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EPALE

Elektronisch platform voor volwasseneneducatie in Europa

 
 

Discussie

EPALE discussion: The role of media literacy in adult learning

23/08/2018
door Markus Palmén

/nl/file/media-literacyMedia literacy

 

As part of our September focus, EPALE is organising a written discussion on the role of media literacy in adult learning.

The discussion will take place on this page on 27 September at 10:00 CEST and will be moderated by EPALE Thematic Coordinator Markus PalménDon’t miss the opportunity to share your views and experiences with the EPALE community on any of the following topics:

10:00-12:30 CEST

Media literacy as a concept

Media literacy is a cross-disciplinary field of research and education, which is commonly understood to encompass accessing media, analysing and evaluating media content, and actively creating media content.

  • Do you find the above definition of media literacy useful, or is it lacking some elements?  What is most important? What would you emphasise, remove or add?
  • Do you think different types of media require different types of media literacy skills for adults to evaluate content? For example, does analysing a piece of art require different skills than evaluating the content of a news website? What might these different skills be?

 

Discussion left open during lunch interval

 

13:30-16:30 CEST

European practices of media literacy education for adults

  • Is media literacy a topic of public debate in your country? Is it e.g. discussed in connection with the term of ‘fake news’? Is it a political topic? Give examples of the debate in your country. 
  • What do you think are the media literacy skills most needed by European adults in 2018? Do you think adults’ media literacy education should differ from that of children or young people? How?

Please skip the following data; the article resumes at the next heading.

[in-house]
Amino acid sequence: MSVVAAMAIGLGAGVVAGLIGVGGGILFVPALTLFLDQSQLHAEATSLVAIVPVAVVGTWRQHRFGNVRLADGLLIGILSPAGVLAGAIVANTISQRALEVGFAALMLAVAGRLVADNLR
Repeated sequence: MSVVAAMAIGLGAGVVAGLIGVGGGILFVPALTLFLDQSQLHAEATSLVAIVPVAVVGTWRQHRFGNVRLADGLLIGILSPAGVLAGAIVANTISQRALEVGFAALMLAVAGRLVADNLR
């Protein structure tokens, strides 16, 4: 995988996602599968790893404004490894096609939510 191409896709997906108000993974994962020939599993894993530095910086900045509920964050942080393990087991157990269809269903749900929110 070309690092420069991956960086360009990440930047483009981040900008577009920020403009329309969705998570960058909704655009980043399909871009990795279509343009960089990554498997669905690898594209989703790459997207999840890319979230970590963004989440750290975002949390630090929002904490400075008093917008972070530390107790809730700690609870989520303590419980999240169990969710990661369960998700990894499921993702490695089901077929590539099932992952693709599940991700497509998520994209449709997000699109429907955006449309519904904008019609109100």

Share interesting practices and initiatives of media literacy for adults in your country. What is being done, how, to what kind of impact? Share concrete examples.

 ** Comments will be open on 24 September so participants can introduce themselves or post their opinions in advance.

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21 - 30 van 74 weergegeven
afbeelding van Daniel Nübling
In the age of digitalisation, media literacy becomes one of the most important fundamental skills.
It is quite more than the knowledge how to handle a smartphone. Nowadays people need to understand the mechanisms of the internet, the underlying business models and the technical possibilities regarding processing personal data.   
In addition it is about the ability to search and qualify information in the internet and to identify hoaxes and fake news. 
What we need is a kind of "age of digital Enlightment" 
afbeelding van Ilze Seipule
I would also like to mention one important event, namely - the Global Media and Information Literacy (MIL) Week Youth Agenda Forum which will take place on 26 October, 2018, at the University of Latvia, in Riga.